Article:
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by David Stevenson


Psyches are legal. They can be fun, and it is sad that some people get upset by them. It is much better to remember the saying: "Don't get mad, get even."

So if someone psyches against you, don't get annoyed, it is just part of bridge: perhaps you might try a psyche yourself next time you play against them!

Many of the psyches reported are not real psyches at all, but differences in approach. If an opponent opens a preempt against you on a five card suit, you may think he is mad, but if that is what it says on his convention card it is not a psyche but a difference in style!

Similarly, if someone opens 1NT on 11 points playing 12-14 it is not a psyche but a DEVIATION. This is perfectly legal unless he is doing it regularly in which case it is part of his system, and he should redefine his 1NT opening to 11-14 (or good 11-14, perhaps).

Psyches are deliberate: if someone makes the wrong bid by accident (perhaps because he forgot the system) then it is a MISBID.

There are some problems with psyches, which is why if you have any doubt you should report it to the Director. Psyches should be as much a surprise to psycher's partner as to the opponents. If partner's actions APPEAR to have allowed for a psyche then partner has "fielded" it, and that is illegal - even if he did not mean it! Always call the Director if you have any doubt about partner's actions. The Director will ask the partner why he bid as he did, and will then call it a RED psyche if the partner has fielded it. An example would be a player with 11 points whose partner opens in third seat and hears a 1NT overcall on his right. Now a double is automatic: anyone who passes APPEARS to have allowed for partner's psyche, and if partner has psyched it is RED.

If there are other possible explanations but some doubt the Director will decide it is AMBER. If, in the above example, partner bid 3C instead of passing or doubling, his action is strange, and the Director will call it an AMBER psyche.

In most cases where partner's actions are above reproach it will be classified as a GREEN psyche. If you are sure this is the case there is no need to even call the Director.

If a psyche is RED then the Director will cancel the result (unless the psycher got less than a 40% score) and will give the psycher 30% and his opponents 60%. If it is AMBER then he will merely take a note unless this pair has another AMBER or RED psyche in which case he will treat all future AMBER psyches as RED. There is no adjustment for GREEN psyches.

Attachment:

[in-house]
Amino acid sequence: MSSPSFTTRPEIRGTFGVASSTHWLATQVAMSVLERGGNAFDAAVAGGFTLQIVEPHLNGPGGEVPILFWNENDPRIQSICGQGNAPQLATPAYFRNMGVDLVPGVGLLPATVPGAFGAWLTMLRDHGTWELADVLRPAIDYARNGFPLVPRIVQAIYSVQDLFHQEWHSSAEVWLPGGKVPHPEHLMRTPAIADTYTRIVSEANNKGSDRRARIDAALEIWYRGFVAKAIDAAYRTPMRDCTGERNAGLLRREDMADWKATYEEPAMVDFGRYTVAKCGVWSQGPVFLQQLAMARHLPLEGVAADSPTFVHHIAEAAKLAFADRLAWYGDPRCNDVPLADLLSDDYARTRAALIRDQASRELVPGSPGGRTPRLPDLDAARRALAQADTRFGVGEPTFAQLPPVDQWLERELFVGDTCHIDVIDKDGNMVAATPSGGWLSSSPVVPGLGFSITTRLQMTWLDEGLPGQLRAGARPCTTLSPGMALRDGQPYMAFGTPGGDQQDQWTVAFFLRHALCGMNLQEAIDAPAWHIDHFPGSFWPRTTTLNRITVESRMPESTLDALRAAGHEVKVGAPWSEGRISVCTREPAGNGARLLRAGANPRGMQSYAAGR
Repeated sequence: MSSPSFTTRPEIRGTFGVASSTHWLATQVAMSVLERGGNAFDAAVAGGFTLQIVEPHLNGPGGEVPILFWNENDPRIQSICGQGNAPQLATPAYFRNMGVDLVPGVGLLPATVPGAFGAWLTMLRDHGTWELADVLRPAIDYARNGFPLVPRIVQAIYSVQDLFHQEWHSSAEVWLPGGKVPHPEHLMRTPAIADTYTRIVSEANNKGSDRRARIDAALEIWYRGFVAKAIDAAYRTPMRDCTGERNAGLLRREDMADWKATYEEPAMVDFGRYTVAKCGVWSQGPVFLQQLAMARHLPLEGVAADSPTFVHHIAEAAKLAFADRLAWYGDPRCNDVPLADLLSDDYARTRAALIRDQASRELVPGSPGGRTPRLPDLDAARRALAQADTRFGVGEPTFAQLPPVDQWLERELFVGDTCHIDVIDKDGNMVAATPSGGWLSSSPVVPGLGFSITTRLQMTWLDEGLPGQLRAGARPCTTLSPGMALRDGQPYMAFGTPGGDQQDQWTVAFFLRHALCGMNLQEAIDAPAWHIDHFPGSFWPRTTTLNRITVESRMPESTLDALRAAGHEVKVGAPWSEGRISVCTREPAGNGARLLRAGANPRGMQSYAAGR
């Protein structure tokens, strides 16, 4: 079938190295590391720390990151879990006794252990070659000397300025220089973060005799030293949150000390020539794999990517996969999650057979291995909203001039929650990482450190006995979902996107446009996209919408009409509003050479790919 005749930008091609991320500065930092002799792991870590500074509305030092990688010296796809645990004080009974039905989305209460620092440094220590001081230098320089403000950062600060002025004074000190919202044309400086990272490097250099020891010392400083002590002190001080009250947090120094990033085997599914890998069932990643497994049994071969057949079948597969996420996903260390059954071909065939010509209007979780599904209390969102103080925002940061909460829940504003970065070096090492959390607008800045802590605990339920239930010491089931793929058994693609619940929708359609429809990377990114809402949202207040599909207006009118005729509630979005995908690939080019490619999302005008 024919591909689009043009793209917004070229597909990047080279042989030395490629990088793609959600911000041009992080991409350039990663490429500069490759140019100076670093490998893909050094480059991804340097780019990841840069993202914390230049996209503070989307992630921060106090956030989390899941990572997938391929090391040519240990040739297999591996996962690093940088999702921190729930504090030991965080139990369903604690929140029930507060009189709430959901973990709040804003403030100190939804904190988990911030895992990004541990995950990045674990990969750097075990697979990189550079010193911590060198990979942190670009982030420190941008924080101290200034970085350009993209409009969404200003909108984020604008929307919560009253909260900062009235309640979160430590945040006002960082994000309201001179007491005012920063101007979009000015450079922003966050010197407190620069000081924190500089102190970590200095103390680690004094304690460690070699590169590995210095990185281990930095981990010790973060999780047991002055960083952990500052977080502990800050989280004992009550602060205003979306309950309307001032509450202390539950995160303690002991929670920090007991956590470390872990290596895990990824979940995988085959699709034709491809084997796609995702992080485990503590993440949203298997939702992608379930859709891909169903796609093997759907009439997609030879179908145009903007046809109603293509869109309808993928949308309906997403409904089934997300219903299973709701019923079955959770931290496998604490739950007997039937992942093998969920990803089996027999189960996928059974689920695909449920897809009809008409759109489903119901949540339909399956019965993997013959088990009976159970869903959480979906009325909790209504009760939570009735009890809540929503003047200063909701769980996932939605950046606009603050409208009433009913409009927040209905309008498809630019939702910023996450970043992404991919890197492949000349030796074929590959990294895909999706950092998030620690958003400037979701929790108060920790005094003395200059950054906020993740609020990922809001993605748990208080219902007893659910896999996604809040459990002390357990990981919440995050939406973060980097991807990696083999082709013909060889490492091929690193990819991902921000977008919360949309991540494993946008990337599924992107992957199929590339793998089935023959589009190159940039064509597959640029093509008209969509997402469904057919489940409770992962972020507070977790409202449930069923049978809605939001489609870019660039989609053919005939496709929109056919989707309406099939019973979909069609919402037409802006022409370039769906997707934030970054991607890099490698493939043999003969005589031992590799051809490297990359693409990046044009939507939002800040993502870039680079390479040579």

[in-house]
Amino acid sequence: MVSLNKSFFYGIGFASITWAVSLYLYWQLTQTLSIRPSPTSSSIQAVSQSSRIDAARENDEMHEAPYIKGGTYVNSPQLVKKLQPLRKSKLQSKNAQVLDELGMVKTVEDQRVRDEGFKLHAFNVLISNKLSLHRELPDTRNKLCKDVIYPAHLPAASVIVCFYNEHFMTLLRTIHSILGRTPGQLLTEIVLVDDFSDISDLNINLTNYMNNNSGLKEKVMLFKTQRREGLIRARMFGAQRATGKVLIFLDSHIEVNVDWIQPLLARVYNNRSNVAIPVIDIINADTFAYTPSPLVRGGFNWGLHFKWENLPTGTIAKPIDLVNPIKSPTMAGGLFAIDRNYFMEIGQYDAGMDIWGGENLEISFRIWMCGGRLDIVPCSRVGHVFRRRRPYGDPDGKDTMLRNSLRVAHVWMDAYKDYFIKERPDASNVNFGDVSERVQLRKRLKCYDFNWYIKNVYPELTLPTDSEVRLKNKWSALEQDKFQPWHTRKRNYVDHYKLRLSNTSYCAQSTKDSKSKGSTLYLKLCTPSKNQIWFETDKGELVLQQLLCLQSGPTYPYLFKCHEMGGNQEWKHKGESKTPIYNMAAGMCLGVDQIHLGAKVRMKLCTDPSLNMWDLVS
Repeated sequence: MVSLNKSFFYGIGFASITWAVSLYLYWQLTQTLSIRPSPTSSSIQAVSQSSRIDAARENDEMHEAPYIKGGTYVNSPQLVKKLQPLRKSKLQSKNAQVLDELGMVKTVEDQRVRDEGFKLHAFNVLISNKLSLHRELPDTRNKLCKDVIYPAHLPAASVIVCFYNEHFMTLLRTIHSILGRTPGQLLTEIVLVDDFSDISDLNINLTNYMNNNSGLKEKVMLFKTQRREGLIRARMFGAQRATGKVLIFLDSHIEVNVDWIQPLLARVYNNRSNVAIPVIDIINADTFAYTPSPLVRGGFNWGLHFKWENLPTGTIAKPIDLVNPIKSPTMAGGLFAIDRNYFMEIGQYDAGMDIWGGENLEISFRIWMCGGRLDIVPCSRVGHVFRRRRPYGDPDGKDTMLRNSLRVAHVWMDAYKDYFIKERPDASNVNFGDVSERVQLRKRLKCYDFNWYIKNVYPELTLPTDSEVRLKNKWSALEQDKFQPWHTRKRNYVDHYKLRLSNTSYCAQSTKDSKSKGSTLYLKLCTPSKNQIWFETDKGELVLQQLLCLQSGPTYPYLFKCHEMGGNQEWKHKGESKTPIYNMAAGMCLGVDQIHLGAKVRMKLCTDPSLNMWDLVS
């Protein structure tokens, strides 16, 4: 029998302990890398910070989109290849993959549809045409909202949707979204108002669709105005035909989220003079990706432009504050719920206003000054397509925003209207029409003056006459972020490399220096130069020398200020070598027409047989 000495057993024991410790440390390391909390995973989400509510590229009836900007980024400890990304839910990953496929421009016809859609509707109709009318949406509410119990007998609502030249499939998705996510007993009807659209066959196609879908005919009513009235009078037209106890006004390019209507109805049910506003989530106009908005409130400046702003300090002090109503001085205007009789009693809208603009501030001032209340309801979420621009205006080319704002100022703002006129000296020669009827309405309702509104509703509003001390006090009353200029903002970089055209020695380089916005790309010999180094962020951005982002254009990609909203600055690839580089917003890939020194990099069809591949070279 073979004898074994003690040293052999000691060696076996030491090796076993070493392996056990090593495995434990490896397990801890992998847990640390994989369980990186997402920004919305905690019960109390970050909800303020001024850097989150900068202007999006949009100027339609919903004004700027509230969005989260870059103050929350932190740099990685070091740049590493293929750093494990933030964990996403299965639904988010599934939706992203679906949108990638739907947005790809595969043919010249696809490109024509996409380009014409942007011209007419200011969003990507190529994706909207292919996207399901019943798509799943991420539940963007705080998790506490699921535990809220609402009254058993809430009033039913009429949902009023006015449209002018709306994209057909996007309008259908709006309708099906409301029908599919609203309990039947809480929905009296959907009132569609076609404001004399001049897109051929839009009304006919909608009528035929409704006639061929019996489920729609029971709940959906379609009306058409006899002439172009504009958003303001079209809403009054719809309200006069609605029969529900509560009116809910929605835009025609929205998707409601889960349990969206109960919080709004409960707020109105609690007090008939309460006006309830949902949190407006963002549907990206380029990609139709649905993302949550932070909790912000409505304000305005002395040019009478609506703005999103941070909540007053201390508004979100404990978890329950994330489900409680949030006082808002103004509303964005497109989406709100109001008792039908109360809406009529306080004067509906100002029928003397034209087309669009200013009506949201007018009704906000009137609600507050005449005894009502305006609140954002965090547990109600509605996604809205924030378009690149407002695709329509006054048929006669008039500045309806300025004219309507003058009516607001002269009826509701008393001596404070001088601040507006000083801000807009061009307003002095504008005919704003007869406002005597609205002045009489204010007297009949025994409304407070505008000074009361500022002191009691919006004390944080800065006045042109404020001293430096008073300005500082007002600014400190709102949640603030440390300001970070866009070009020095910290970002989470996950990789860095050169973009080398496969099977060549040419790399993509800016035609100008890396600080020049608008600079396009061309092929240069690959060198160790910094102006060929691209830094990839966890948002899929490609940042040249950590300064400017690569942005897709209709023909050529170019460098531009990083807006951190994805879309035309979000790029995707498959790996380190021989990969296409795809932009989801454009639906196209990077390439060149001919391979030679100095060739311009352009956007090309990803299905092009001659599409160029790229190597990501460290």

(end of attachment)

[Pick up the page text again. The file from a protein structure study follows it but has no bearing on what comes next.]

Should you psyche against weaker players? There is nothing wrong with psyching in general against players who may be weaker than yourself, BUT it is considered inappropriate to psyche against novices or beginners. There is no specific penalty for doing so, but if you do so continuously the club may correctly ask you to leave. But if your opponents are not inexperienced then it is perfectly acceptable to psyche against them.

Psyching is meant to be a method of trying to win. If a pair has lost interest in the competition and is merely psyching for the fun of it (typically on nearly every board near the end of an evening) this is unacceptable. In this sort of extreme case every psyche after the first two becomes AMBER and the club might tell the pair they will not accepted in the club if there is a repetition.

Frequent psyching is not a very good idea anyway because it becomes nearly impossible for partner not to allow for it, and the Director will make such psyches AMBER if he has the least whiff of suspicion. Any pair that regularly psyches twice or more EVERY evening might reasonably be asked to leave.

Assuming your club follows EBU or WBU rules then it is not allowed to psyche a near game-forcing conventional opening, such as an Acol 2C or a Benjamin 2C or 2D. Also at Level 3 only you may not psyche the Multi. If anyone does then the result is scrapped and they get 40% and their opponents 60% (unless they actually got less when the board was played: the Director will always allow it to be played out).

If you do not psyche frequently, nor field psyches, nor psyche against novices or beginners, and do not psyche near game forcing conventional openings, then psyching is legal, and can be fun. Try it and see!

However, if your opponent psyches, don't worry or get upset: it is just part of bridge!


Editor's note:

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